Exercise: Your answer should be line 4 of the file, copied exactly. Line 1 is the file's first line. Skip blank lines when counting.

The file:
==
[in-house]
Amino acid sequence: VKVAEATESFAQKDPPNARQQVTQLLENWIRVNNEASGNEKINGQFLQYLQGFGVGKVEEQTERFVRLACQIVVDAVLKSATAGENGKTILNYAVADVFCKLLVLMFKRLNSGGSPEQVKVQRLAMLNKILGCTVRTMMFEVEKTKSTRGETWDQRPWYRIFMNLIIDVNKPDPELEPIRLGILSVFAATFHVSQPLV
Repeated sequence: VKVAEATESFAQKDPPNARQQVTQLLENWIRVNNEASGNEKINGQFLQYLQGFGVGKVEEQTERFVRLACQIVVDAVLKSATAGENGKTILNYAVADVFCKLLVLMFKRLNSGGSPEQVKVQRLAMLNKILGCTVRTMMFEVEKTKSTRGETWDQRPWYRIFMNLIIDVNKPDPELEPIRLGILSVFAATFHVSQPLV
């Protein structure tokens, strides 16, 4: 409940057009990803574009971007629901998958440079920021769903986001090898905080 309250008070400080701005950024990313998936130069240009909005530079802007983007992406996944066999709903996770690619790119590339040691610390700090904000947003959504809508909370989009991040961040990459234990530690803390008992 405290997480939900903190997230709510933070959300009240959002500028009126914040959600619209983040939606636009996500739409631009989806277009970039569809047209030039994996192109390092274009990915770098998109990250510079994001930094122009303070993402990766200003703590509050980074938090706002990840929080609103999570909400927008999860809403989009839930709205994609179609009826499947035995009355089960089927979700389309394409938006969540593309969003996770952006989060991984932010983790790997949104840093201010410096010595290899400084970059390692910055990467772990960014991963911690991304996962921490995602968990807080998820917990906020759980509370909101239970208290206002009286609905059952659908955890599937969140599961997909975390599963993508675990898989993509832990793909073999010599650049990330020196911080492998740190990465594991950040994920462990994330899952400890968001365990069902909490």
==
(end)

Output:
């Protein structure tokens, strides 16, 4: 409940057009990803574009971007629901998958440079920021769903986001090898905080 309250008070400080701005950024990313998936130069240009909005530079802007983007992406996944066999709903996770690619790119590339040691610390700090904000947003959504809508909370989009991040961040990459234990530690803390008992 405290997480939900903190997230709510933070959300009240959002500028009126914040959600619209983040939606636009996500739409631009989806277009970039569809047209030039994996192109390092274009990915770098998109990250510079994001930094122009303070993402990766200003703590509050980074938090706002990840929080609103999570909400927008999860809403989009839930709205994609179609009826499947035995009355089960089927979700389309394409938006969540593309969003996770952006989060991984932010983790790997949104840093201010410096010595290899400084970059390692910055990467772990960014991963911690991304996962921490995602968990807080998820917990906020759980509370909101239970208290206002009286609905059952659908955890599937969140599961997909975390599963993508675990898989993509832990793909073999010599650049990330020196911080492998740190990465594991950040994920462990994330899952400890968001365990069902909490």